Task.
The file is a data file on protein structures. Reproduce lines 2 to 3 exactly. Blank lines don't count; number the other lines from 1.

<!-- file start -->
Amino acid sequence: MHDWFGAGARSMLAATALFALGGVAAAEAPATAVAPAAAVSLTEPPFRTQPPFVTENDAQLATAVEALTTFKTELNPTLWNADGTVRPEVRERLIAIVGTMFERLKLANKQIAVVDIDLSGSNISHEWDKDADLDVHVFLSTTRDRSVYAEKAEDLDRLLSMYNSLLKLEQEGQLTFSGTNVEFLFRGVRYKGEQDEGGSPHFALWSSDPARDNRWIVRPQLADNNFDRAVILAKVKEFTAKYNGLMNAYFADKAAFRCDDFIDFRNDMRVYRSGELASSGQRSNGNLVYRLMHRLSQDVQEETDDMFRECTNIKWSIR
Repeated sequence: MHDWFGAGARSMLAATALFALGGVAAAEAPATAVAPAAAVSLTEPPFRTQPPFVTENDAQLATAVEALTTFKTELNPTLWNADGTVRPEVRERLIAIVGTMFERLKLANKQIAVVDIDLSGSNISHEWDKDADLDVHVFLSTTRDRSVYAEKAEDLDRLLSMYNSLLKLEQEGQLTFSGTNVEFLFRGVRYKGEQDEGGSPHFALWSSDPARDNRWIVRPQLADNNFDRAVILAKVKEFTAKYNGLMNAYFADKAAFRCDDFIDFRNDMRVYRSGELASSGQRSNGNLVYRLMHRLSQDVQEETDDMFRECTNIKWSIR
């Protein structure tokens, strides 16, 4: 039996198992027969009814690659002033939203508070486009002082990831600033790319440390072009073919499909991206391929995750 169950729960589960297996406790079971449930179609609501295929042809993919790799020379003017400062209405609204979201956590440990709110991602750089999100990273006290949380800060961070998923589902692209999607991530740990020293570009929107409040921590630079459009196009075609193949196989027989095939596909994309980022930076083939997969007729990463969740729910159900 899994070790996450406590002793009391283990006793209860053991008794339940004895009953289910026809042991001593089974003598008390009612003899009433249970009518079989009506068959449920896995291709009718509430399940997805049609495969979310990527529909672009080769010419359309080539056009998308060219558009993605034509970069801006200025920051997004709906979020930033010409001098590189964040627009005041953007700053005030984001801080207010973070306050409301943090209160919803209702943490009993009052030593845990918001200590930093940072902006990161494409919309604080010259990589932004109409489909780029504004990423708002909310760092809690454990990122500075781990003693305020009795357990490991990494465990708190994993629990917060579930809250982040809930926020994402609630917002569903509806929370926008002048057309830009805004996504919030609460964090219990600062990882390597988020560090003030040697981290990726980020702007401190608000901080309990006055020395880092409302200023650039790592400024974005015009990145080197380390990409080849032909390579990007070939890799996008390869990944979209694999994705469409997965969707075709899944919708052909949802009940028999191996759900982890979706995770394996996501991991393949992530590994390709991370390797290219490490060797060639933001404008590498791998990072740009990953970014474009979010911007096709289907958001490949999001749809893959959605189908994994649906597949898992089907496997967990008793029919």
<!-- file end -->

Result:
Repeated sequence: MHDWFGAGARSMLAATALFALGGVAAAEAPATAVAPAAAVSLTEPPFRTQPPFVTENDAQLATAVEALTTFKTELNPTLWNADGTVRPEVRERLIAIVGTMFERLKLANKQIAVVDIDLSGSNISHEWDKDADLDVHVFLSTTRDRSVYAEKAEDLDRLLSMYNSLLKLEQEGQLTFSGTNVEFLFRGVRYKGEQDEGGSPHFALWSSDPARDNRWIVRPQLADNNFDRAVILAKVKEFTAKYNGLMNAYFADKAAFRCDDFIDFRNDMRVYRSGELASSGQRSNGNLVYRLMHRLSQDVQEETDDMFRECTNIKWSIR
């Protein structure tokens, strides 16, 4: 039996198992027969009814690659002033939203508070486009002082990831600033790319440390072009073919499909991206391929995750 169950729960589960297996406790079971449930179609609501295929042809993919790799020379003017400062209405609204979201956590440990709110991602750089999100990273006290949380800060961070998923589902692209999607991530740990020293570009929107409040921590630079459009196009075609193949196989027989095939596909994309980022930076083939997969007729990463969740729910159900 899994070790996450406590002793009391283990006793209860053991008794339940004895009953289910026809042991001593089974003598008390009612003899009433249970009518079989009506068959449920896995291709009718509430399940997805049609495969979310990527529909672009080769010419359309080539056009998308060219558009993605034509970069801006200025920051997004709906979020930033010409001098590189964040627009005041953007700053005030984001801080207010973070306050409301943090209160919803209702943490009993009052030593845990918001200590930093940072902006990161494409919309604080010259990589932004109409489909780029504004990423708002909310760092809690454990990122500075781990003693305020009795357990490991990494465990708190994993629990917060579930809250982040809930926020994402609630917002569903509806929370926008002048057309830009805004996504919030609460964090219990600062990882390597988020560090003030040697981290990726980020702007401190608000901080309990006055020395880092409302200023650039790592400024974005015009990145080197380390990409080849032909390579990007070939890799996008390869990944979209694999994705469409997965969707075709899944919708052909949802009940028999191996759900982890979706995770394996996501991991393949992530590994390709991370390797290219490490060797060639933001404008590498791998990072740009990953970014474009979010911007096709289907958001490949999001749809893959959605189908994994649906597949898992089907496997967990008793029919």